The recent coverage by the news media of the hacking incident at Anthem has left a lot of people confused and fearful after it was reported that the financial information of 80 million customers has been compromised. All of this was done over the Internet by some unknown person or persons. Coming at a time when
Korea made additional threats against the U.S.,
there were some who wondered if they were responsible. Others pointed a finger
at China. Actually,
you don’t need a government to hack a database like most companies have, even
the big ones. Most of them have our information protected with little more than
a user name and a password, much in the same manner as you do on your home
computer. Programs that scan and prevent intrusions are not much more effective
than the virus protection and firewall on your home computer. The easiest
method of intrusion is simpler than you might imagine. Hackers can sometimes
trick an employee to let them into the system by posing as a supervisor or an
employee of another company that has a ‘right’ to access the information.
Over the last decade or two, companies have made an effort to collect personal information from every individual that is a customer, or might be a customer at some time in the future. Basically, the information they collect consist of your name, birth date, email address, physical address, your age, employment, credit history, salary, and sometimes your heath history. Why do they want this and who is responsible for such an intense effort to compromise your privacy. Customer and company security is the answer you will probably get if you ask, but the real answer is the fact that private information is a gold mine to those who have it. What is the source of the information? Part of it comes from you because banks, credit card companies, and health care providers demand it. The other information comes from computers who search out bits and pieces of information and put it into a file. Some of this information is passed along to companies that have some connection with the people you do business with. Surprising, despite the ‘policy’ stated in their disclaimer, banks are as guilty of passing private information along as anyone else. Some of it winds up in the hands of telemarketers.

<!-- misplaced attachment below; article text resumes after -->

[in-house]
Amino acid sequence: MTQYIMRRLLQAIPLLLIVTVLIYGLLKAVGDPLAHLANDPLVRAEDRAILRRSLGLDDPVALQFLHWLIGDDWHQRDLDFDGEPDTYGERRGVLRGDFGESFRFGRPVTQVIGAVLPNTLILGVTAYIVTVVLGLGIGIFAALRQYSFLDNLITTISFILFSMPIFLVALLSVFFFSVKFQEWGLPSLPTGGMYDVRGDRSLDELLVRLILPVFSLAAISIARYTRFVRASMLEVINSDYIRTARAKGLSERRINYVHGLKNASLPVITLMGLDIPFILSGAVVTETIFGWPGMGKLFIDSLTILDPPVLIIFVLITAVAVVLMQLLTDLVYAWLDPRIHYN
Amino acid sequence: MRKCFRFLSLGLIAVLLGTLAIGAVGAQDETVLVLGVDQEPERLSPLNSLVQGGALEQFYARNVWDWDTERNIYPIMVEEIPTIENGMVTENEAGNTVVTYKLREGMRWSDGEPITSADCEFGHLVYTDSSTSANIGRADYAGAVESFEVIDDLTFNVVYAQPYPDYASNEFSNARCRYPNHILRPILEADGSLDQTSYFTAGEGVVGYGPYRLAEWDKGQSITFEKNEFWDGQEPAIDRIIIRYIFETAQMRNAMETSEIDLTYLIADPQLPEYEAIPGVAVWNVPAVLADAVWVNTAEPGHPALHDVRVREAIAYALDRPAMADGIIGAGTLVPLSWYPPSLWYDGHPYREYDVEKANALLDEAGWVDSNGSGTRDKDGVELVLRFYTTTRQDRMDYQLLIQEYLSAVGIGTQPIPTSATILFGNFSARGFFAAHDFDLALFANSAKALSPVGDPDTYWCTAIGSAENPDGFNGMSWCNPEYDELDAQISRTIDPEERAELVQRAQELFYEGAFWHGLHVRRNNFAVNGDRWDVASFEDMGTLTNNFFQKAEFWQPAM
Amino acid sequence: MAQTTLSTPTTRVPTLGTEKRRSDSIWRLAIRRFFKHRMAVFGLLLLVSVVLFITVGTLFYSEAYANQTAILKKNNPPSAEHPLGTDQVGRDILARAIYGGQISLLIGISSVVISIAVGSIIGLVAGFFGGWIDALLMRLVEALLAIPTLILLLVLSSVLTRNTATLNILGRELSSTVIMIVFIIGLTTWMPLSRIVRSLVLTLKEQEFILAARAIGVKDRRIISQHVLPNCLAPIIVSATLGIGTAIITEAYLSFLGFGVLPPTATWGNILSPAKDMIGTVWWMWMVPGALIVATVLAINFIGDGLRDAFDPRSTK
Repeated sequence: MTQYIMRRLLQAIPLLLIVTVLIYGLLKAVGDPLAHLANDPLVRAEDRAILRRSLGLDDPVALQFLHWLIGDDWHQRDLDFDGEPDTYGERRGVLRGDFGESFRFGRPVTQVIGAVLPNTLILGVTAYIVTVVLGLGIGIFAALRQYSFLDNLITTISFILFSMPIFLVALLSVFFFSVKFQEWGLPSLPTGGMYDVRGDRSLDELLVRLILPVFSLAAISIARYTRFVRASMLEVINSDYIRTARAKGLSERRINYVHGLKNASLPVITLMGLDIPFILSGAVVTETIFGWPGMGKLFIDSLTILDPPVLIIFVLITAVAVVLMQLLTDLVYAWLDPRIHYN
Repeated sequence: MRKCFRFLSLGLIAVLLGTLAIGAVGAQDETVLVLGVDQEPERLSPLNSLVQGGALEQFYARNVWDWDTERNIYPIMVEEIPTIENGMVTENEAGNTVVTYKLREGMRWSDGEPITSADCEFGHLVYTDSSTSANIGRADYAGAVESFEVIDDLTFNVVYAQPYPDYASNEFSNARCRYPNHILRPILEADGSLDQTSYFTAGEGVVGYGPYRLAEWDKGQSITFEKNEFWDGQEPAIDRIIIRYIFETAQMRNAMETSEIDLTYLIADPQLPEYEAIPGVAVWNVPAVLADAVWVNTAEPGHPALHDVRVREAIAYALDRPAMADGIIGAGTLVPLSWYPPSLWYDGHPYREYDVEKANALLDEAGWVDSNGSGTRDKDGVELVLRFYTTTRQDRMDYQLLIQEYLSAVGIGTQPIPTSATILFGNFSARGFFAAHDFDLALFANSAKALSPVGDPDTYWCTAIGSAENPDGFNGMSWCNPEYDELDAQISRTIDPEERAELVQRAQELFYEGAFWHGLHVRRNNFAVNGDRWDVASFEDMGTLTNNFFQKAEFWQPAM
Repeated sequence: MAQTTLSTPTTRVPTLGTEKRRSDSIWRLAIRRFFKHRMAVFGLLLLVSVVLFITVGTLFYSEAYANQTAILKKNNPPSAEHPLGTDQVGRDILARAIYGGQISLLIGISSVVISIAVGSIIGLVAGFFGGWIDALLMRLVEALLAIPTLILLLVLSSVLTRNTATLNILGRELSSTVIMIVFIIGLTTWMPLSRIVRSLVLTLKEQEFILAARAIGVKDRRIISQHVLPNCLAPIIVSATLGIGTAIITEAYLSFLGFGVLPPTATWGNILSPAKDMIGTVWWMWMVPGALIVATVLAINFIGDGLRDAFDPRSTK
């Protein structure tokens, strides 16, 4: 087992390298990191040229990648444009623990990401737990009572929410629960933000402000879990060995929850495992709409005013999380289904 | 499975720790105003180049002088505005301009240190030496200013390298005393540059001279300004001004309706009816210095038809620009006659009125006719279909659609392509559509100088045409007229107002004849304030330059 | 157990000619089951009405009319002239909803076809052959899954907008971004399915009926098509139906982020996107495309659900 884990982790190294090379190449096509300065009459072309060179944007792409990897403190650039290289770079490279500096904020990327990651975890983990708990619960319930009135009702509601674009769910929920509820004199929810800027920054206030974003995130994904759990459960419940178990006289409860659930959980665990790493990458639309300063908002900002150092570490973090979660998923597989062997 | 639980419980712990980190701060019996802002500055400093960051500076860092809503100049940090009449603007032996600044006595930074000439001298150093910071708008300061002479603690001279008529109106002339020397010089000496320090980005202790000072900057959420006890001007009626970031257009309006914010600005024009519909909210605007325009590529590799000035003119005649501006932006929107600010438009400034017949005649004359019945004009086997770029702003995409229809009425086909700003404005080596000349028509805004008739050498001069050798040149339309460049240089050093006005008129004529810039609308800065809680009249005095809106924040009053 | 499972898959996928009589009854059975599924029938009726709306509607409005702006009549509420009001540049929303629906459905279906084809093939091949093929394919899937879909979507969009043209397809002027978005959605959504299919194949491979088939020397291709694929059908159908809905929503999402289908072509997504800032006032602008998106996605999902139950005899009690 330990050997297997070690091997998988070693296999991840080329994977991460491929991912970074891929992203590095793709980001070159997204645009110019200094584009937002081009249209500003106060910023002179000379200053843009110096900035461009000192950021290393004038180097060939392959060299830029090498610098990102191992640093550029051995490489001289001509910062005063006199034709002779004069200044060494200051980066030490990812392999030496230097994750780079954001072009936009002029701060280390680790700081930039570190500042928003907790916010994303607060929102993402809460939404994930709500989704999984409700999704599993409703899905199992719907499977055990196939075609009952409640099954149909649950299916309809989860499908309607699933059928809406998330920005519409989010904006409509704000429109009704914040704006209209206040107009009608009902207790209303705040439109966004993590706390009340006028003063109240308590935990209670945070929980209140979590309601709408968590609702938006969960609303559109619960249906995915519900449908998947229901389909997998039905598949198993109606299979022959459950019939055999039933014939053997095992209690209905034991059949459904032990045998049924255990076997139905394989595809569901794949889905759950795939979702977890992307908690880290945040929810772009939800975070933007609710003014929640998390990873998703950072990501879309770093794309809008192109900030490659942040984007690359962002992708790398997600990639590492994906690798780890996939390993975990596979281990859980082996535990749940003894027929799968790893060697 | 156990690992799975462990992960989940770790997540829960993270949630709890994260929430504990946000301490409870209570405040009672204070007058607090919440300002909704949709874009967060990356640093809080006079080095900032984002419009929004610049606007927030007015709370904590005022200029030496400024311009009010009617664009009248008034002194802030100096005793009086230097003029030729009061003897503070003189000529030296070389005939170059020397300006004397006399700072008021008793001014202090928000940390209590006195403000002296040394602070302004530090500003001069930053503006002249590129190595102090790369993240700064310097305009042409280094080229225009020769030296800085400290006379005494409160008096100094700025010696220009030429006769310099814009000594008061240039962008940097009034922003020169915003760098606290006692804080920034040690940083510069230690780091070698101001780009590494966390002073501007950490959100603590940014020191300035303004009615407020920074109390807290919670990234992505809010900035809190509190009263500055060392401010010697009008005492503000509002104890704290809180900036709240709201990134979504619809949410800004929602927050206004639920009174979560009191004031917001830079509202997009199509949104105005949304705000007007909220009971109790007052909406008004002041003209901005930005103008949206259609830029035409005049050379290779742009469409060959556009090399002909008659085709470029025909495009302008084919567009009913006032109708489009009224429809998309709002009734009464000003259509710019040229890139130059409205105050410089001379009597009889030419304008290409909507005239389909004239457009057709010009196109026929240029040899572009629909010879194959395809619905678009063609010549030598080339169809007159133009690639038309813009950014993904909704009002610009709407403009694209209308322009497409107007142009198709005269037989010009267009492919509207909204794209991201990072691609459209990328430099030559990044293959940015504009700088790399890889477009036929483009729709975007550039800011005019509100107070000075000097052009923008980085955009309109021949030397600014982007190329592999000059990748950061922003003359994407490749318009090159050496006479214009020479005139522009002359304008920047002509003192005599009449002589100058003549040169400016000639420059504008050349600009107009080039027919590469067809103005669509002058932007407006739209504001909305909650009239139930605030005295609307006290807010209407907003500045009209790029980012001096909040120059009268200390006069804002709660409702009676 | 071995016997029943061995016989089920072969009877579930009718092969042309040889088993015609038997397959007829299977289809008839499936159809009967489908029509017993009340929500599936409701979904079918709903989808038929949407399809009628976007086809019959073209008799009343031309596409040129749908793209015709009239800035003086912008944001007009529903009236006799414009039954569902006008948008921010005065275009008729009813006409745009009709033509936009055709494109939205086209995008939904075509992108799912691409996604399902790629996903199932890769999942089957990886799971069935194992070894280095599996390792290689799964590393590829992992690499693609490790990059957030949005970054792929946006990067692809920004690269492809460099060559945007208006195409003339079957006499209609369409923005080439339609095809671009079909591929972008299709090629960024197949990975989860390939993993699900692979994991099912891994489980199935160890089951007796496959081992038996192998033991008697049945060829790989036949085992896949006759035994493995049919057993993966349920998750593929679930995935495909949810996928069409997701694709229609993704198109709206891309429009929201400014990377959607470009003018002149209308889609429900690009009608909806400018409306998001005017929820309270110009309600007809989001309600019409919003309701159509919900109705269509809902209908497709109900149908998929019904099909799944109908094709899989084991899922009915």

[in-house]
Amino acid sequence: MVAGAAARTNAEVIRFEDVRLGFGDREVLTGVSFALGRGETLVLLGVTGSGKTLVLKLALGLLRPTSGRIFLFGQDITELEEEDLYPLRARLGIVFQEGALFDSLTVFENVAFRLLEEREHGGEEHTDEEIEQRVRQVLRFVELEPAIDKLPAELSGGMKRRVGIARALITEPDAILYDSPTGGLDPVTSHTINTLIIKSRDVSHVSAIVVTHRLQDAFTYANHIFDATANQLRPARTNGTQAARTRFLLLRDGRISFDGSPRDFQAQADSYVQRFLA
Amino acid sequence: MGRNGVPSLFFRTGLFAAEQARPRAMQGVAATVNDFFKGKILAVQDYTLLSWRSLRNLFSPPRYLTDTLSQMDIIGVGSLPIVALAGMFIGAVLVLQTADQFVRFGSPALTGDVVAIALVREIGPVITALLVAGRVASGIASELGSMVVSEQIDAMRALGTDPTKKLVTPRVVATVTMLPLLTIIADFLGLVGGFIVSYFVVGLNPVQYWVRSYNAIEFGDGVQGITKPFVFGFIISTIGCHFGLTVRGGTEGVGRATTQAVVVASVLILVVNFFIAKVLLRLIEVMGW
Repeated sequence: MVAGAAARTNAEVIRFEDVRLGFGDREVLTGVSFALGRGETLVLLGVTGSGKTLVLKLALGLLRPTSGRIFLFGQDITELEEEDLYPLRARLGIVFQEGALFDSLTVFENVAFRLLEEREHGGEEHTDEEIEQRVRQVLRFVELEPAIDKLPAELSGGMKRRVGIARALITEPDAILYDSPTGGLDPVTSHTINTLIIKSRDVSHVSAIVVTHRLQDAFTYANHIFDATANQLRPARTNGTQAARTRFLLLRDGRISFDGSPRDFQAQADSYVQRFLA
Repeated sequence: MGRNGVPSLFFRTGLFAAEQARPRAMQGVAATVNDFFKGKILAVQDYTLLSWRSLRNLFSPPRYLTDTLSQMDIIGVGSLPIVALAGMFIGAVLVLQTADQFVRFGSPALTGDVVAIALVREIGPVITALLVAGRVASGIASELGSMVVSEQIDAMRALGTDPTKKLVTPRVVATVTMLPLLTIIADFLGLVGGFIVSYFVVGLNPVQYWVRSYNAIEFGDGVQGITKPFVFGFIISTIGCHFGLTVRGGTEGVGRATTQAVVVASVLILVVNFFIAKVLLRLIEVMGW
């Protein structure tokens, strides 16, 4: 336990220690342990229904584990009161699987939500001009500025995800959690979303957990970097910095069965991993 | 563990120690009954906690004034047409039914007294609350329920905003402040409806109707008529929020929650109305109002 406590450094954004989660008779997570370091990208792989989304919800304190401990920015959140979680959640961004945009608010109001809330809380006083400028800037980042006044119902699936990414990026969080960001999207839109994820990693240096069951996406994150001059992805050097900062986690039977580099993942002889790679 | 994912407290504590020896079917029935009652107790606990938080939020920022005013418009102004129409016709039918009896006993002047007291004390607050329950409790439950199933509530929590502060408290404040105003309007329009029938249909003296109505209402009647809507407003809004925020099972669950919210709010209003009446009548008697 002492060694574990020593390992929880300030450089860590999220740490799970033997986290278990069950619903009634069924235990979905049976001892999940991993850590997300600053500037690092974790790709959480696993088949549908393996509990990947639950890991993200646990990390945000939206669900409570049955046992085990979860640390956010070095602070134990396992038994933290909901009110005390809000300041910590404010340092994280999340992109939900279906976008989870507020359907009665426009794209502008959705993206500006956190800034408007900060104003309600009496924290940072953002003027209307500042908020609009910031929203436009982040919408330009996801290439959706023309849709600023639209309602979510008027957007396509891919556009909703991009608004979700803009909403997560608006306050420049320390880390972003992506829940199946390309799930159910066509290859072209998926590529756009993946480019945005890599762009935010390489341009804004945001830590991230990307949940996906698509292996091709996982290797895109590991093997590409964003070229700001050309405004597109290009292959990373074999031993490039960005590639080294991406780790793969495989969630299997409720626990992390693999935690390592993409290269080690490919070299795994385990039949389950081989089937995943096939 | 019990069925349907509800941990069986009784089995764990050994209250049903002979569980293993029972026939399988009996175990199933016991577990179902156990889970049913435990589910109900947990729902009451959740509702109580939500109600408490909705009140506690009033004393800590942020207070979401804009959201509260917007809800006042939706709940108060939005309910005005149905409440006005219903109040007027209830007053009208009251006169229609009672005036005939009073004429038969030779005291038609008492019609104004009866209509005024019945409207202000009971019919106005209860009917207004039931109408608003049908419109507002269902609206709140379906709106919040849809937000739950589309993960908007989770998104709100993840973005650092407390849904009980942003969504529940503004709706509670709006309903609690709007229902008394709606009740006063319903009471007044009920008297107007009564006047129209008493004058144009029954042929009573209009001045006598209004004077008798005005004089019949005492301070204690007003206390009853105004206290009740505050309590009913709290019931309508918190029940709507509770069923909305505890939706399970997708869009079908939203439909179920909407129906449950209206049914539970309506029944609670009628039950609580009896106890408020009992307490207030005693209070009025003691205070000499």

So what can you do besides wring your hands? You can subscribe to a credit protection agency that will monitor activity on the Internet that might impact you personally. There is a fee involved that can be as low at ten dollars per month. For this amount they will monitor you bank accounts, your driver’s license, your credit cards, and report any use of your personal information that might cause a threat. If you want full monitoring that includes your credit union and your 401 plan it will cost you as much as forty dollars per month. After the protection agency reports any threat they find, it is up to you to take action. You would think that the people who caused the problem in the first place would be financially liable for any damage. That, however, is not the way it works in the market place.
The hack at Anthem, as far as I know, is the largest incident to date, but some who have suffered something similar have had to pay for the loss and then sue for the return of their funds. Some companies will tell you that they will assume any loss you incur, but you need to find out what this means. Some customers have paid tens of thousands of dollars in legal fees and spent years getting their identity back and their credit repaired. Check each bill or report from all companies where you do business. If you find a discrepancy, report it immediately. Remember that this is not something that will blow away in a few weeks or even in years. It will be with us forever and will require vigilance on your part. Companies should have provided a system that guarded our information before they collected so much of it and passed it around so freely. A complaint to our government officials might accomplish something, but don’t hold your breath. Some of them have their hands thrust deeply into the pockets of the companies that are exploiting you.